There are those of us who are in the trenches dealing with the fallout of horrendous teachings such as that which Patterson recently defended. But with a very few isolated exceptions, Patterson’s fellow SBC and conservative evangelical leaders will not decry his teachings, apparently because there is something going on in their own hearts.

Apparently continuing to breed a generation of abusers is more important to them than showing the love of God to those in need. God help us.

~ ~ ~ ~ ~ ~ ~ ~ ~ ~ ~

This post was written by Rebecca Davis and first published at her blog Here’s the Joy.
We thank Rebecca for allowing us to republish it.

***

Posts from other websites about Paige Patterson:

Letter from Southern Baptist women, PLEASE SIGN if you are from the SBC! Letter to SWBTS Board of Trustees

 

Analysis: Paige Patterson’s Teachings on Domestic Violence Keep Victims in Harm’s Way – Julie Anne Smith

Not Only Did Paige Patterson Rejoice When a Woman Was Physically Abused By Her Husband, He Refused to Believe 25 Reports of Sexual Abuse by Darrell Gilyard — The Wartburg Watch

Paige Patterson and Doing the Right Thing for the SBC, Again  – Ed Stetzer, Christianity Today

Southern Baptist leader’s advice to abused women sends leaders scrambling to respond – Sarah Pulliam Bayley, Washington Post

The Scandal Tearing Apart America’s Largest Protestant Denomination – Jonathan Merritt, The Atlantic

The Contaminated Pulpit and Other Weird Things – by Wade Burleson, 2008. A quote from this article:

The pulpit from behind which Dr. Bullock spoke was eventually removed from Southwestern’s chapel under orders of the new President of SWBTS, Dr. Paige Patterson.  Dr. Patterson explained to those he had to remove it because “it had been contaminated by a woman preaching behind it.”

The Southern Baptist Convention’s Resolution on Domestic Violence (1979) They have not made any resolutions on it since then!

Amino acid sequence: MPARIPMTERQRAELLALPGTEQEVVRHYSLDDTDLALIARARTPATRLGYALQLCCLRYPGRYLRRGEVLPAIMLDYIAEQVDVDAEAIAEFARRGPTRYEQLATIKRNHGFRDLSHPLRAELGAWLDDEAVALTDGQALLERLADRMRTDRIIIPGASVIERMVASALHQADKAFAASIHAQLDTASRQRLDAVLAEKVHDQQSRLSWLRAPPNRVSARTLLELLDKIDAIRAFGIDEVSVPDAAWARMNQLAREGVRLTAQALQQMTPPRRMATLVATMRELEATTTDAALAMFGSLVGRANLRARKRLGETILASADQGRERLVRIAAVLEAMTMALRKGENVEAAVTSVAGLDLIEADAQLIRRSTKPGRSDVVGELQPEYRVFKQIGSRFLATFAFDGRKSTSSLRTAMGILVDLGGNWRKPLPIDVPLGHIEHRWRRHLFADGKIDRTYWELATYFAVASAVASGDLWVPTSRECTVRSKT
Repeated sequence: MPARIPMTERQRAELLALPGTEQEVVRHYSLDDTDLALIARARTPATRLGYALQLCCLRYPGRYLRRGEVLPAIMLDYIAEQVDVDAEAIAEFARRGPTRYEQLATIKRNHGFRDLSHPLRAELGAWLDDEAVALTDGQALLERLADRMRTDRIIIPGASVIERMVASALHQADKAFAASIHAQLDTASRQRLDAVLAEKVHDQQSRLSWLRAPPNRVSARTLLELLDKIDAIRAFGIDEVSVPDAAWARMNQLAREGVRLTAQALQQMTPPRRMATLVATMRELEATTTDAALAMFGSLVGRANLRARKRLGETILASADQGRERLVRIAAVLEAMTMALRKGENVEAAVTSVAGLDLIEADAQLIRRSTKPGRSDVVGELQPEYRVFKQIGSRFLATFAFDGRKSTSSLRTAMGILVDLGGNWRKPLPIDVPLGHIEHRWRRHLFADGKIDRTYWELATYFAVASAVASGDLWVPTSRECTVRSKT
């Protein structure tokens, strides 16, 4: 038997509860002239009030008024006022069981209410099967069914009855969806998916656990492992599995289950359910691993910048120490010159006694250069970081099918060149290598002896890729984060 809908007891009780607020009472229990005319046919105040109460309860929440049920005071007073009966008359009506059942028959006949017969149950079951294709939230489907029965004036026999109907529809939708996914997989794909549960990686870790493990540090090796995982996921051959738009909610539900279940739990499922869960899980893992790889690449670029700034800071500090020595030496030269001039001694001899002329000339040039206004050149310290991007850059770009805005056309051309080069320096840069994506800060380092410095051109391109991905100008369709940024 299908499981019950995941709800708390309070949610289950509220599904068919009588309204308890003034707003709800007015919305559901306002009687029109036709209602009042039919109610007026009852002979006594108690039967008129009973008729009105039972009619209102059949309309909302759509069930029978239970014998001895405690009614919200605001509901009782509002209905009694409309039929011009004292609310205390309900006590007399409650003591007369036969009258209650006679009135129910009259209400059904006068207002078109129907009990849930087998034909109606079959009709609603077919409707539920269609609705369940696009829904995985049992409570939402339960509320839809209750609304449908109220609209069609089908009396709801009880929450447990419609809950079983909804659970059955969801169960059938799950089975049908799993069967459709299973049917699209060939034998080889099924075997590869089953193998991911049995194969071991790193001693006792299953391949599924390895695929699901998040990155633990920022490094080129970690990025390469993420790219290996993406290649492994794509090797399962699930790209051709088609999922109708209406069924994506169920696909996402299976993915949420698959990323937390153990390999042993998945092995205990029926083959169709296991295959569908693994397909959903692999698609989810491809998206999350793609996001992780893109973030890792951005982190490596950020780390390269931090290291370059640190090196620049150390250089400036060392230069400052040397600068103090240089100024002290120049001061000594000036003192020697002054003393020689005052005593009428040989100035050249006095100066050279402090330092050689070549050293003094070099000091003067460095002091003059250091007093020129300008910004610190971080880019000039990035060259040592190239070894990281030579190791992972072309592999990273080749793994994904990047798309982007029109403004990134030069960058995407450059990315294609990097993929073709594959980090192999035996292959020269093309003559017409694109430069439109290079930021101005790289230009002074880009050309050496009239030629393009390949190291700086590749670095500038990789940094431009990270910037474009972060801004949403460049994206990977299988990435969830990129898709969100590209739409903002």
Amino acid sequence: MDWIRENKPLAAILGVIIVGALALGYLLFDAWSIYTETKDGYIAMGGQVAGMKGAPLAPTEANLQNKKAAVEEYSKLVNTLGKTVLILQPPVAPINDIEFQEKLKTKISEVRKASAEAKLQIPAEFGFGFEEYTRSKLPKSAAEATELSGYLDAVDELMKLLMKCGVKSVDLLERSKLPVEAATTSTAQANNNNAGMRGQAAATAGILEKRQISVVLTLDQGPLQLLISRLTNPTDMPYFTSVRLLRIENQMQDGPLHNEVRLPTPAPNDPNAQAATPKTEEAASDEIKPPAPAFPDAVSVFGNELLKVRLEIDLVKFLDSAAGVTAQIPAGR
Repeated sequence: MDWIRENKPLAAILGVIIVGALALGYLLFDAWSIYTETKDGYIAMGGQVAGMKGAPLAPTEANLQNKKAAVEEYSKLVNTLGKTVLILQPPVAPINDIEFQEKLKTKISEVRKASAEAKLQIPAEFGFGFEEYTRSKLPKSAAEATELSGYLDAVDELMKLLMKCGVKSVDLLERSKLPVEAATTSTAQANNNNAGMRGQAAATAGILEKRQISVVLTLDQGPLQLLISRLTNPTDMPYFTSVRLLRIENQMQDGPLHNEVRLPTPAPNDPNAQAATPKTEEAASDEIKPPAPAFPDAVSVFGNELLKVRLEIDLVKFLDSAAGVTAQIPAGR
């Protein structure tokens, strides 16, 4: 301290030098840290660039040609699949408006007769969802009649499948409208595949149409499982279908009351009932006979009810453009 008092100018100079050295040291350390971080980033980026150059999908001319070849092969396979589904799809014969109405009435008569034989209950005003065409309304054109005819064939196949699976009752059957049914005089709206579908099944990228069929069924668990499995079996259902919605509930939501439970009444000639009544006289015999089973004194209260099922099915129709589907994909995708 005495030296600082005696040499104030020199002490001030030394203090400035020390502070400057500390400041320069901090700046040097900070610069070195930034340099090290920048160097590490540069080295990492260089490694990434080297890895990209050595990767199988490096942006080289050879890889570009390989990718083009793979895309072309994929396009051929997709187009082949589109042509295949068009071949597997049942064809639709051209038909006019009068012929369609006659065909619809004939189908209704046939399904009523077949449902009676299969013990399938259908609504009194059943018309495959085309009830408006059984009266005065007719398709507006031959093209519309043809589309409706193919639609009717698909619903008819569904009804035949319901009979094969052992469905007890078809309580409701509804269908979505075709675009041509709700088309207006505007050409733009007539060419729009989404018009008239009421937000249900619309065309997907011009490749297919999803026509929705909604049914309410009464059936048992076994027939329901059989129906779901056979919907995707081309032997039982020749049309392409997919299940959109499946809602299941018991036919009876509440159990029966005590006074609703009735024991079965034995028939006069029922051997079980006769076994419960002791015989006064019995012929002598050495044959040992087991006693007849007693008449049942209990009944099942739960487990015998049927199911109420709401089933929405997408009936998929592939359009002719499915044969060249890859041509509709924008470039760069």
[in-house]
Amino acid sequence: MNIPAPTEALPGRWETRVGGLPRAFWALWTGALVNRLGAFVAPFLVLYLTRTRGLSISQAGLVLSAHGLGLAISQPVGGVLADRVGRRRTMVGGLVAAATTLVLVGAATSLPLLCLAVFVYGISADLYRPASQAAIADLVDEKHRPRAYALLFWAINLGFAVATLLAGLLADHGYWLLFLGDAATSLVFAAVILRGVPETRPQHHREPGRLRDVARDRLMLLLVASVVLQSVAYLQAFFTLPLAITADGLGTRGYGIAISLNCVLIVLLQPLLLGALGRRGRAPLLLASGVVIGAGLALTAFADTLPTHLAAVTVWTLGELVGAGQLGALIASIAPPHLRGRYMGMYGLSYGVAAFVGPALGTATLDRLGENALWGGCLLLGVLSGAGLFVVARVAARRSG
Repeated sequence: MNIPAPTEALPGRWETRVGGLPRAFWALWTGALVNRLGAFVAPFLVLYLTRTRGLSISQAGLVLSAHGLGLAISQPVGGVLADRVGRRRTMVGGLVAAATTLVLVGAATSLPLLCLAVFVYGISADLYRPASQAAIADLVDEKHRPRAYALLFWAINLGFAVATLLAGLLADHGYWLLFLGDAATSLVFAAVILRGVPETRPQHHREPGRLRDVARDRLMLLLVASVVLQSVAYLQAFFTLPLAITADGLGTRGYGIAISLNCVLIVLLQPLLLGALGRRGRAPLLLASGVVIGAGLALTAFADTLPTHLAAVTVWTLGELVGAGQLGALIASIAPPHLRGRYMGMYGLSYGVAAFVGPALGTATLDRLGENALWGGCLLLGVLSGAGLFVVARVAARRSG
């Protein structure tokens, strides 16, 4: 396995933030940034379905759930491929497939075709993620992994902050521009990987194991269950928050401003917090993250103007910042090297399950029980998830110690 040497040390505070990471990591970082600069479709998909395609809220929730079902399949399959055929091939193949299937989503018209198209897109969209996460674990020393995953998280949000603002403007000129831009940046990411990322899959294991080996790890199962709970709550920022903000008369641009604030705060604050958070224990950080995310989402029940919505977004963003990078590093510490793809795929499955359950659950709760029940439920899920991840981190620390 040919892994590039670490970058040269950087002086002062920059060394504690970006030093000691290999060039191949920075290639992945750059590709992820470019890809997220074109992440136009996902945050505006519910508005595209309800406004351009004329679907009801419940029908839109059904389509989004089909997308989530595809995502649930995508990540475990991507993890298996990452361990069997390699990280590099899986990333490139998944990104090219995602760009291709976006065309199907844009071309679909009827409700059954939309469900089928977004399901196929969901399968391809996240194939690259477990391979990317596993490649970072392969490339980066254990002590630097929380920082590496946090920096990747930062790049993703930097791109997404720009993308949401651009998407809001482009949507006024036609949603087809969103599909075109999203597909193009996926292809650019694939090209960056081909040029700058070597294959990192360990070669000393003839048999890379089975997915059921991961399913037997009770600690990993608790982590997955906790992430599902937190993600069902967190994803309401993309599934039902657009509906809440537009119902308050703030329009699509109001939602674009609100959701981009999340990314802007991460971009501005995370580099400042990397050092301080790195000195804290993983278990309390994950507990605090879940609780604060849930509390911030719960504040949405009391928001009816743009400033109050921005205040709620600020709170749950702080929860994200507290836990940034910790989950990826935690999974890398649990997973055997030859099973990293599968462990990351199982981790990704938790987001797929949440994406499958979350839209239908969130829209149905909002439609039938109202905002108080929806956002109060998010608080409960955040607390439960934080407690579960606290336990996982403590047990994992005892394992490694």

Southern Baptist leader who advised abused women not to divorce doubles down, says he has nothing to apologize for – Sarah Pulliam Bayley, Washington Post

Paige Patterson and a culture that breeds a generation of abusers – Rebecca Davis

Harem Building – the revealing patriarchy at Paige Patterson’s seminary – Tim Fall

We are shocked’: Thousands of Southern Baptist women denounce leader’s ‘objectifying’ comments, advice to abused women – Sarah Pulliam Bayley, Washington Post

7 Comments

  1. Song of Joy

    “serious rot”

    That about sums it up! Deadly, inner rot inside their hearts and souls. (Matt 23:27)

  2. Anonymous Woman

    I really believe abuse is the hallmark of the devil and what is porn if not woman-hating abuse? We have such a pornified culture as it is.

    How is Paige Patterson a pastor? Wolves and pervs in the pulpit. It aggrieves me how many abused women encounter a Paige pastor and nearly lose their lives, minds, and faith because of it.

    When I encountered such in my church in my most desperate times, I really questioned if the Christian faith wasn’t but a scam. The unleavened bread parable comes to mind. One wolf in pastors robes is too many and too dangerous to be tolerated. But that’s my opinion, from the sidelines.

  3. Helovesme